Project Azalea Cypher 2015

During Alabama Hip-Hop Week, we had the chance to talk with local artist Money about this music genre in Mobile and its presence.

Q: How important is music to you in your life?

A: It's in my DNA. It's a part of who I am and has been predestined before the foundation of the world. This is how God reveals Himself through me. It's how I give Him glory and to colonize Earth with the culture of Heaven. Music is my why, so to be given this gift and platform is an honor and I cherish it everyday.

Q: Do you think the city of Mobile can hold its own compared to other cities with an established Hip-Hop scene?

A: I know we have the potential to impact and dominate the whole hip hop landscape. The talent is there, the hunger is there, the drive is there. Many of us just lack the structure, wisdom, ingenuity and support system to manifest it. However, I do think it's coming together, and as long as those who are gifted and passionate about the craft can pool resources and build this collection brand, it can happen. When you reflect on the history of our city, and pay attention to its decor and heritage, I feel like all of those things are ingredients that can transfigure into the recipe of our artistic identity. It just takes the right creative people to display it.

Q: As an artist living in Mobile, what would you like to see different or improve within the music scene?

A: 1. Enrichment of the culture and passionate, purpose-driven people to fertilize it. I feel we have yet to establish a presence in hip hop.

2. A signature sound that articulates the definition of where we come from that will resonate with the rest of the culture. When you think of New Orleans or New York hip hop, they have a sound. We need to materialize our own trademark and protect it so no one can forget it. We have to stop pretending to be caricatures of other rappers.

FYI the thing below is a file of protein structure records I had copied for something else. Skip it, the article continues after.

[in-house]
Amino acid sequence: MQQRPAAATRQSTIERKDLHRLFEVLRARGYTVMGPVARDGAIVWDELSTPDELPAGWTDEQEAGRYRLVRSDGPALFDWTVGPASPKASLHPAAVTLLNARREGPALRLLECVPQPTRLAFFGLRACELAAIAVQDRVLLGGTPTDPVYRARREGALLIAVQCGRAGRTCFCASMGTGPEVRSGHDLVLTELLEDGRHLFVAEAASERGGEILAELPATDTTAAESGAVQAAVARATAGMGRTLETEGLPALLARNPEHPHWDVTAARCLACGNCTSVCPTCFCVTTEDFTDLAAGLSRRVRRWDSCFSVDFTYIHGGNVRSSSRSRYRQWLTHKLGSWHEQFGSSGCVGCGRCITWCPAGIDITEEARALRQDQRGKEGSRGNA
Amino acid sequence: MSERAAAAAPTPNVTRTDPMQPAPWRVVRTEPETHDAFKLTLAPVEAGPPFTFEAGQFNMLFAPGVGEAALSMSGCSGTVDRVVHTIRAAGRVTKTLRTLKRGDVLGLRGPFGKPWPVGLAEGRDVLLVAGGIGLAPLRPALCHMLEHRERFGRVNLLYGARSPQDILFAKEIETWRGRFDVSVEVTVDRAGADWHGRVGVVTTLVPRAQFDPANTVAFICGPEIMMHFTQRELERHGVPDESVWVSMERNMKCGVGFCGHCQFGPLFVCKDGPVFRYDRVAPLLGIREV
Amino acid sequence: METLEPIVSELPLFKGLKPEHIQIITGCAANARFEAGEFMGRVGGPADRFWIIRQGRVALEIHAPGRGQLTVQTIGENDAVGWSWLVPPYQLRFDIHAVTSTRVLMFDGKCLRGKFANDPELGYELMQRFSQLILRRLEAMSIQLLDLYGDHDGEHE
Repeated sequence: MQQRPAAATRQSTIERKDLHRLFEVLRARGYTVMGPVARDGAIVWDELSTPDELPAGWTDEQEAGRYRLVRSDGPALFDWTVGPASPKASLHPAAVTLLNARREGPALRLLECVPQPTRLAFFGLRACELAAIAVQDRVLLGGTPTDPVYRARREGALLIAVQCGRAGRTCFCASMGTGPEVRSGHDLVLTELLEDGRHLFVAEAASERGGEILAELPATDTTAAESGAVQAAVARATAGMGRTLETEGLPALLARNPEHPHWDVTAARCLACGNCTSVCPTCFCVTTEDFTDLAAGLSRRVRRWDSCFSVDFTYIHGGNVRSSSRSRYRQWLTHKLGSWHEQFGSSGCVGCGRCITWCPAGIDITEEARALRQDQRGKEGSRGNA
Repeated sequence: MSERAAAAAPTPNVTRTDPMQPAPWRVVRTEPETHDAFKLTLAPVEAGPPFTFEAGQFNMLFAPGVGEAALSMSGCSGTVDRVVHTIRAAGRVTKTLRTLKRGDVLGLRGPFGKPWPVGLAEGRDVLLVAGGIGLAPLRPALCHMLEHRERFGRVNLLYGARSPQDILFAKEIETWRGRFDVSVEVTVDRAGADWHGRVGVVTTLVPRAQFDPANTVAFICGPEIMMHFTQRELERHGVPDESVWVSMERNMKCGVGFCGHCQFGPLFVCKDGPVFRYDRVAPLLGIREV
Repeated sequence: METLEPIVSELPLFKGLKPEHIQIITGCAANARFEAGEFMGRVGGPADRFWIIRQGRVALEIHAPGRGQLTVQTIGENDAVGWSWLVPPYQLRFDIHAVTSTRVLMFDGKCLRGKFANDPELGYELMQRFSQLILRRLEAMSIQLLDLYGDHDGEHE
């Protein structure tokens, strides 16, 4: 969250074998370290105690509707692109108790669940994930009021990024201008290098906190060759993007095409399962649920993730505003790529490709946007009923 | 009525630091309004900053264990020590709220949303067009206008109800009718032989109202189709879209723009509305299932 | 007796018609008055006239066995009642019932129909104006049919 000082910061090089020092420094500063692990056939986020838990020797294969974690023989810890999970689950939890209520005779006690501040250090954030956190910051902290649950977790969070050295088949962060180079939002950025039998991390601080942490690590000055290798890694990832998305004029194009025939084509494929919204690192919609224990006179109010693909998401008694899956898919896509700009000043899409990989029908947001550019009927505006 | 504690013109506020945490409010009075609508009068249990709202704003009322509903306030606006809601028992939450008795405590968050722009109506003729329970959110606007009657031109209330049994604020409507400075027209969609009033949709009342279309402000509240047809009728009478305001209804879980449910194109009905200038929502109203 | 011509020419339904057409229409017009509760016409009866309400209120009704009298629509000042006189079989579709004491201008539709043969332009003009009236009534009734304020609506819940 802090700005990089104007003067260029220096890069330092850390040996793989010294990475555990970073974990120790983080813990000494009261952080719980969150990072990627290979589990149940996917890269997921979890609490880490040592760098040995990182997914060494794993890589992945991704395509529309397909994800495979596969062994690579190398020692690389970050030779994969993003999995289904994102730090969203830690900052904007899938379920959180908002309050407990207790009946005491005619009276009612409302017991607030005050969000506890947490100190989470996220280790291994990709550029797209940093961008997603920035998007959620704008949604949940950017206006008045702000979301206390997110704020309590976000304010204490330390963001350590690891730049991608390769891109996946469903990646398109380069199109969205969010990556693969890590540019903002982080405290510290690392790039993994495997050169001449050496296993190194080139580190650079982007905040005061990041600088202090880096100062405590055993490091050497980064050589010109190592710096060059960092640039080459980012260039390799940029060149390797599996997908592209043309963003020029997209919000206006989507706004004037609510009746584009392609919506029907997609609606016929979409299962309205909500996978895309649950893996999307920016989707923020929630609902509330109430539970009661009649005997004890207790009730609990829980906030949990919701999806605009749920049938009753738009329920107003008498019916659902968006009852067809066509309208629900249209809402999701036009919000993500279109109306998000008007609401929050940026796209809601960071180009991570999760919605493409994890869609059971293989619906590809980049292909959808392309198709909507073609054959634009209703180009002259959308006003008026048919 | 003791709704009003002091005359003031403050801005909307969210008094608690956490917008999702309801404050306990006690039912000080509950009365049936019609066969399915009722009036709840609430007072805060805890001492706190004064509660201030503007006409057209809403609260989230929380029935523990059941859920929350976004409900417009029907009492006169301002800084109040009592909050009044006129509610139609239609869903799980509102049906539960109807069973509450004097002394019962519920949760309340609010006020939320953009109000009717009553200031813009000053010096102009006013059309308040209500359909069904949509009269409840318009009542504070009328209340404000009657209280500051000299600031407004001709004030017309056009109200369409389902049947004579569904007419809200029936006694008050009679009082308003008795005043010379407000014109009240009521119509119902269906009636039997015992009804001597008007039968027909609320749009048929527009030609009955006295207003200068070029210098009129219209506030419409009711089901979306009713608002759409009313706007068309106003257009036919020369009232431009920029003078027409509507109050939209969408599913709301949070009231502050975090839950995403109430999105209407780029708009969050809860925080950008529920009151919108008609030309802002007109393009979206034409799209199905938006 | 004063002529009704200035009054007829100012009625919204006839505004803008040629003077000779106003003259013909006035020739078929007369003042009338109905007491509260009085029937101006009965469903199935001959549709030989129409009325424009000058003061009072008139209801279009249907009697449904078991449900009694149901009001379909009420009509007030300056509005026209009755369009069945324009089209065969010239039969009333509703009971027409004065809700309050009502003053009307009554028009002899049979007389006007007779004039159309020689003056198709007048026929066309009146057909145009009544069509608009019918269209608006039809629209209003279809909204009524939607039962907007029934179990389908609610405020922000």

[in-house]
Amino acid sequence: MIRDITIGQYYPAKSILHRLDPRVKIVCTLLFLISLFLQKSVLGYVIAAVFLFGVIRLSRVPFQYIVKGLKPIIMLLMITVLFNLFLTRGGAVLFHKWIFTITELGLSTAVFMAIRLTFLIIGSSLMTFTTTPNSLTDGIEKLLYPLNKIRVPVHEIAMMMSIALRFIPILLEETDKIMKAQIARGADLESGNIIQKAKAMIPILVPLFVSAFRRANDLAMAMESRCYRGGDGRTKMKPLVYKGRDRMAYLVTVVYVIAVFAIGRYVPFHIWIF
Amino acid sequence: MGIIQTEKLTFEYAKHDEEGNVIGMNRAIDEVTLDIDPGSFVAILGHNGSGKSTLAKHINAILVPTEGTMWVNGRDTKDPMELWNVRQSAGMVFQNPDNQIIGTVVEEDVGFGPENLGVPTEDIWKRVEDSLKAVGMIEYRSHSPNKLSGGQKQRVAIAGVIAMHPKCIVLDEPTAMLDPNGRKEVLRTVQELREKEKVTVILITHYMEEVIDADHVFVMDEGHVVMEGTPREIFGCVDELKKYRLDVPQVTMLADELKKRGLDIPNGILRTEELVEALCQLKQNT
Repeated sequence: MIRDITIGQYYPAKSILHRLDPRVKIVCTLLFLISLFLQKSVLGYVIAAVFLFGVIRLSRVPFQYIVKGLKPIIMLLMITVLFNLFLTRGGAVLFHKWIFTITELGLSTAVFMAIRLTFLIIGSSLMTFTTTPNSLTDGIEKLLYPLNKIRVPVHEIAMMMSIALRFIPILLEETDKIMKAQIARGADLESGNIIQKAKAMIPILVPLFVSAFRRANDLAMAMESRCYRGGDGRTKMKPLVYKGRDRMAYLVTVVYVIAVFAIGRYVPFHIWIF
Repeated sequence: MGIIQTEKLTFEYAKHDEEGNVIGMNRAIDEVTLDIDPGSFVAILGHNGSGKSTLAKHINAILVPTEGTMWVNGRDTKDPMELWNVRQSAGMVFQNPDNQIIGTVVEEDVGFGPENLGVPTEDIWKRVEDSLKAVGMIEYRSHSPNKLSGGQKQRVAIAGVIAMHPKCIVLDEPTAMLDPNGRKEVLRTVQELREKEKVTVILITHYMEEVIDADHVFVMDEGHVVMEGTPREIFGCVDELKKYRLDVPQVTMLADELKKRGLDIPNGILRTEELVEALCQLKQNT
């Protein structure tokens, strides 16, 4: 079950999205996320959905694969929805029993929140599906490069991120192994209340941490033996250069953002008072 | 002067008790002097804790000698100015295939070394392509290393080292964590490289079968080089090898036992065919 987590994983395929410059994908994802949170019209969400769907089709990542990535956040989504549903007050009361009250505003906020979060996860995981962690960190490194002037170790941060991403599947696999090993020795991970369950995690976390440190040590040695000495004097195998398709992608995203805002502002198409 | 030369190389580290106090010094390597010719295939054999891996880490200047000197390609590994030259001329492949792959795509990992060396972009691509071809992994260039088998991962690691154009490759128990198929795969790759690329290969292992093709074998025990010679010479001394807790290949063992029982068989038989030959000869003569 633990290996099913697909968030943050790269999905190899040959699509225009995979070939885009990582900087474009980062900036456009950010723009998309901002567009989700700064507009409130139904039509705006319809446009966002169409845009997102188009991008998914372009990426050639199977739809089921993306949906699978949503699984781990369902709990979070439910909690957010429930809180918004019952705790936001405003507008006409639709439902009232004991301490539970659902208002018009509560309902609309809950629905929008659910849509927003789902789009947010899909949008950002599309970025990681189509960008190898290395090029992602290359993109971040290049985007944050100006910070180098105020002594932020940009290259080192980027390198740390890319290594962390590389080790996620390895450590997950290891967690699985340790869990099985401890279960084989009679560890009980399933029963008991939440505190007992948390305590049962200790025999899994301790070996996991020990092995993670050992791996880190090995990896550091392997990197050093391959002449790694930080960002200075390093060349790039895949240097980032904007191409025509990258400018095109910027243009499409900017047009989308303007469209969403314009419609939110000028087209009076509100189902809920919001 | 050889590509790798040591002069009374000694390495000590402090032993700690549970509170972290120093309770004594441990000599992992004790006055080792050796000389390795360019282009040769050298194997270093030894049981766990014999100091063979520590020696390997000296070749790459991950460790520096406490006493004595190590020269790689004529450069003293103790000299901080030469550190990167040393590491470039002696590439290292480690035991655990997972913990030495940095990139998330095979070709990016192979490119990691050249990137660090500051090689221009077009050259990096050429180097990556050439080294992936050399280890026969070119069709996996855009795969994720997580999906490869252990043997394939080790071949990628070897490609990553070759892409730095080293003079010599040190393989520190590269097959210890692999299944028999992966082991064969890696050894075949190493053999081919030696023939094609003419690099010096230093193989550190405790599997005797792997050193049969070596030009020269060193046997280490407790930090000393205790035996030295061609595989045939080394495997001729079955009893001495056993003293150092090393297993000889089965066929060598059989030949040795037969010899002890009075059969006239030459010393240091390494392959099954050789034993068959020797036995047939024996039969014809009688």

3. Balance. We need to see a balance of push and support of artistic expression, not just one form. You can't just get behind this artist that mirrors the exploitation of street life because that's not speaking for the city as a whole. With everything that's going on in this nation now, the message and image is not relevant nor is it useful.

They say art imitates life well life imitates art too and artists. We need to be mindful of what we're putting out there. It can shift the atmosphere and color perspectives. Start taking responsibility for everyone who is listening because art creates culture and culture shapes values, attitudes and behaviors.

For more information and updates about Alabama Hip-Hop Week head over to the website.




The objective is to promote not only local businesses and artistry but also positive community events throughout the Gulf Coast area to connect various cultural groups. In addition to keeping our audience up to date on the latest trends from fashion and beauty, to sports and fitness, Project Azalea will also serve as a platform for upcoming local businesses.

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